Is the U.S. a “Christian nation”? Hardly. All we need to do is look at the constitution and then look at ourselves to see how unchristian we really are.

The constitution did not establish the U.S. as a “Christian nation.” It did establish religious freedom, which gives Americans the right to worship as they please or to reject religion altogether.

Modern-day politicians need to tread very carefully when they inject religion into government.

Mass Shootings

When we look at ourselves as a country, we need to consider an alarming fact. This year, the U.S. has seen at least 565 mass shootings as of Oct. 26, according to ABC News. Keep in mind that these are shootings rather than deaths, meaning that the number of deaths is higher than 565.

Then, think about this. There were 11 shootings in which at least 12 people died between 1949 and 2011, according to Axios, an American-based news website.

Those statistics should stop us in our collective tracks. The U.S. had fewer than 12 mass shootings in a 62-year period, and nearly 600 deaths in the first 10 months of 2023.

How can anyone say the U.S. is Christian when we have had more mass killings than days in the year?

“More Americans died of gun-related injuries in 2021 than in any other year on record,” according to the Centers for Disease Control and Prevention (CDC).

The CDC report, which contains its latest available data, includes gun-related murders and suicides, gun-related incidents involving law enforcement, accidental deaths and unspecified gun-related situations.

The total number of gun-related deaths in 2021 was 48,830 people, including 2,571 children. Our society obviously values one person’s right to own a gun over another person’s right to live. How is that Christian?


And how can the U.S. claim to be a Christian nation when Christians discriminate against and mistreat Jews, Muslims, Mormons and other non-Christians because of their religious beliefs?

Then, there’s the LGBTQ+ community, which many Americans despise, and we cannot forget to mention people of color, who the white majority wants to suppress.

How can we call ourselves a “Christian nation” when we discriminate against these people who are our neighbors according to the Bible?

When we treat non-Christians with suspicion, discriminate against people who are “different,” call non-Christians offensive names or physically attack people because of their religion or lack of faith, we are driven by hatred rather than Christ’s love.

Christians should remember that Christ commanded his followers to “love thy neighbor.” When Americans rack up statistics such as the ones I mentioned, we are giving lip service to Christ’s command or ignoring it entirely.

No, Americans are not behaving the way a Christian nation should behave.

The Dangers of Christian Nationalism

With the rise of militant Christian nationalism in the U.S., conservative Christians need to be reminded that Christ was apolitical during his earthly ministry. In fact, he told his followers, “Render therefore unto Caesar the things which are Caesar’s and unto God the things that are God’s” (Matthew 22:22).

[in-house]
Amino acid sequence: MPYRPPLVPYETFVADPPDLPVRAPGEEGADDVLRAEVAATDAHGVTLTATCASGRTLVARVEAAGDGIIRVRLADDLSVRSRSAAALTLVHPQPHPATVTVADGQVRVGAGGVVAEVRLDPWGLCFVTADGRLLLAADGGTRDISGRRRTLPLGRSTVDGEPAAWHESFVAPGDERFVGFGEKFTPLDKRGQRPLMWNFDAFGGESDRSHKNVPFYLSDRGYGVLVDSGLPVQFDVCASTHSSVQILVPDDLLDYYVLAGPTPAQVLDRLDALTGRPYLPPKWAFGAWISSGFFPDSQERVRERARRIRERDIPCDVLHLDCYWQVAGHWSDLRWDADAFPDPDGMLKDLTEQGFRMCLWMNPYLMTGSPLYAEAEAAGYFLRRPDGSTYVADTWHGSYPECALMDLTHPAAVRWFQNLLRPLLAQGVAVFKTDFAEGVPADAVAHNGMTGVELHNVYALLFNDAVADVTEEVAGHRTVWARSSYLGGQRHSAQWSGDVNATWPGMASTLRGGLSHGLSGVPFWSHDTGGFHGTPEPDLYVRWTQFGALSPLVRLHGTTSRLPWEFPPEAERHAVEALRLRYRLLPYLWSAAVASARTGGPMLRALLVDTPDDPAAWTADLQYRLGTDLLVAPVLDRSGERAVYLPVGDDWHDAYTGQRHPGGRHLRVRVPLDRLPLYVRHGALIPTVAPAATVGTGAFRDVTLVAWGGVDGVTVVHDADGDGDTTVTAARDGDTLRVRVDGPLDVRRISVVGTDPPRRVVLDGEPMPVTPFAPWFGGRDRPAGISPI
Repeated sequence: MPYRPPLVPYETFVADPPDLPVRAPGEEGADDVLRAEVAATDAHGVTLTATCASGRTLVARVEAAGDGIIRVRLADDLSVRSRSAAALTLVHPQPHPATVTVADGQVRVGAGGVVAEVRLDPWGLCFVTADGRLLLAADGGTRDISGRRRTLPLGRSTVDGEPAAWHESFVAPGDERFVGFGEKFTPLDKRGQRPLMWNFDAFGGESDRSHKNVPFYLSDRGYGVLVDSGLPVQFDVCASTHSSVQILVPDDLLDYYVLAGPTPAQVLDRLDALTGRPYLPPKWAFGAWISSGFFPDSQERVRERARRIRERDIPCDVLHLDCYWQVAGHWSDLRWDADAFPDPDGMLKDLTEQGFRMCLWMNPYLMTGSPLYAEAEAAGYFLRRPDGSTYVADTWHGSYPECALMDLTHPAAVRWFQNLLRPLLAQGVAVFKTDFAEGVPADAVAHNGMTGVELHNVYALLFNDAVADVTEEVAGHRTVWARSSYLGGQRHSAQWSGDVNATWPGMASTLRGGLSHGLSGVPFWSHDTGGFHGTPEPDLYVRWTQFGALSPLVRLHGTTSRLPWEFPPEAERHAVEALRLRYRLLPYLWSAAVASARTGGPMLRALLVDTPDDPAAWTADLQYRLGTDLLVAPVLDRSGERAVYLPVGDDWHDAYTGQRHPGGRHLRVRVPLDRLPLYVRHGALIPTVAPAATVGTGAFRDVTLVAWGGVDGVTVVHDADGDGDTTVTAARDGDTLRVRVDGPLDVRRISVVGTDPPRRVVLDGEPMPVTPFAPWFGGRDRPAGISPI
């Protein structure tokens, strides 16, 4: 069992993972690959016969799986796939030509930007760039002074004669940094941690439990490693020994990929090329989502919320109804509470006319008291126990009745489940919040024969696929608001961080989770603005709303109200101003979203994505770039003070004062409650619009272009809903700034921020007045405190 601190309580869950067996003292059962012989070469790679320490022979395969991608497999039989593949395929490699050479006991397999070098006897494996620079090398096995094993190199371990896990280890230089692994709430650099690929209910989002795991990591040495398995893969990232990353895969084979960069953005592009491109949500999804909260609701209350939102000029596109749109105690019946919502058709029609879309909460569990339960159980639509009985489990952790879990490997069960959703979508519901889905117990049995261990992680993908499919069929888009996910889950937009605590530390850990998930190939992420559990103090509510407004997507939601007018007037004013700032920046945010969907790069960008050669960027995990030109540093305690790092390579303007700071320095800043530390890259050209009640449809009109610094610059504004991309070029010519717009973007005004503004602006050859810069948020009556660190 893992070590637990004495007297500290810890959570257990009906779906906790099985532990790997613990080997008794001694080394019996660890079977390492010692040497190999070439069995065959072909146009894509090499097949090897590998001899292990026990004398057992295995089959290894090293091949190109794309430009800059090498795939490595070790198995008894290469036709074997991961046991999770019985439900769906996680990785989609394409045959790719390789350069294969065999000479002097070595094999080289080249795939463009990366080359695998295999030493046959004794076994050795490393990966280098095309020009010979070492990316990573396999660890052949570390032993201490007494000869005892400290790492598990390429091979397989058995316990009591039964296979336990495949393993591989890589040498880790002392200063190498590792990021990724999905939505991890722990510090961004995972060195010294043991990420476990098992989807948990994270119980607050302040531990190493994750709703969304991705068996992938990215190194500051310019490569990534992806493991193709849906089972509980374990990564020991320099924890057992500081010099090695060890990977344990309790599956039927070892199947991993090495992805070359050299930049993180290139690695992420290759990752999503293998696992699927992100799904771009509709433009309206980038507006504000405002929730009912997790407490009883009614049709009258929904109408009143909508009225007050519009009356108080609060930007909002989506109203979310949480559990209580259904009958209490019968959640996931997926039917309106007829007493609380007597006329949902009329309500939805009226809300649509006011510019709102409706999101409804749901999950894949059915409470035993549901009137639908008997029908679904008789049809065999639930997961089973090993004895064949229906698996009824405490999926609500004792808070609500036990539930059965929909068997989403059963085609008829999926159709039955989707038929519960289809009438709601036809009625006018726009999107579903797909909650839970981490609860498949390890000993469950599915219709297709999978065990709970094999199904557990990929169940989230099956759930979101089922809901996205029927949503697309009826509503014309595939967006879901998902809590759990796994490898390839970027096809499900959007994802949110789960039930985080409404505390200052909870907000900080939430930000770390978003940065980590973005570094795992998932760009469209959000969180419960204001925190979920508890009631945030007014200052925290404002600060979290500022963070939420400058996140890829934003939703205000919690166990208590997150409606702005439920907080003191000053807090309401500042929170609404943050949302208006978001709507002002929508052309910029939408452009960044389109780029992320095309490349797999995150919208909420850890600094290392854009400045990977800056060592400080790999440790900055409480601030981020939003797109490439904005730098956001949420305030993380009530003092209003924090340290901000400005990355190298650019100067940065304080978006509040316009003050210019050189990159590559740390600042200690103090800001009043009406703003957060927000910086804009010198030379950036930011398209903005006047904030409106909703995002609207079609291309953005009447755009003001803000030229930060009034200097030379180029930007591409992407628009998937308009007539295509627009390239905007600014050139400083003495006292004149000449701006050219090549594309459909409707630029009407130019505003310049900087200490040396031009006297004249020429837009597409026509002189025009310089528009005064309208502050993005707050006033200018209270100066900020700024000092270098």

If Christ separates faith from secular politics, shouldn’t we mere mortals do the same?

We also need to realize that religious nationalism is dangerous when it seeks to replace separation of church and state with any religion. Success in that endeavor would mean tyranny.

God Isn’t a Republican

My understanding of scripture is that God gives people freewill. If we accept Christ at his word, we must accept that God is not a Republican. He does not get involved in the politics of any country including the U.S., and he does not influence elections.

But what if God had “raised up” certain people to positions of authority, as House Speaker Johnson recently claimed? If we assume that Johnson is correct, then we must ask ourselves why a loving God “raised up” people like Adolf Hitler, Joseph Stalin and Saddam Hussein.

These men were brutal dictators who terrorized innocent people, ruthlessly targeted men, women and children, and caused the deaths of millions upon millions of people. A loving and politically engaged God would not have allowed such men to gain power.

Religious Beliefs & Political Decisions

I have written a number of articles about faith and politics for Patheos, and you may read some of them here.

They include “Did Our Earliest Presidents Let Personal Religious Beliefs Influence Their Decisions?” which you may read by clicking here.

Read “Has the Christian Flag Become Too Politicized? by clicking here.

And read “Jimmy Carter: A President Whose Christian Faith Shines” here.

I’m a great admirer of Jimmy Carter because I believe that he is a man of integrity whose faith is real. That combination is hard to find these days.

There’s no doubt that Carter’s religious beliefs have influenced his thoughts and behavior throughout his life, including his time as governor of Georgia and president of the United States. He is human after all.

Yet, evangelical Americans turned their backs on him in the 1980 presidential election because he insisted on separating his personal beliefs from his constitutional duties while in office.

Rather than promote conservatives’ narrow religious agenda, Carter tried to make decisions that benefited all of the people he served. And he was voted out of office as a result.

The BIG Lie

Today’s right-wing conservatives insist that the U.S. is a Christian nation, and they sell this falsehood to people who don’t know any better. It’s called “the big lie.”

These opinion leaders either haven’t read the U.S. Constitution, or more likely, they have read it and decided to deliberately misinterpret it.

In promoting this lie, they are cynically using many voters’ sincere religious beliefs in order to win elections, gain power and fill their pockets.

They know that repetition of lies will eventually convince a large segment of the population that the U.S. Constitution says something it doesn’t say — especially when they’re saying something these voters want to hear.

It’s quite obvious to anyone who pays attention that politicians use Christianity to win votes. Some may be sincere in their religious beliefs, but many are not. They would drop their Christian mask in a heartbeat if their constituents suddenly became Muslim, Buddhist or New Age. Anything to win votes.

More Information

You may read more about these issues by checking some of my resources.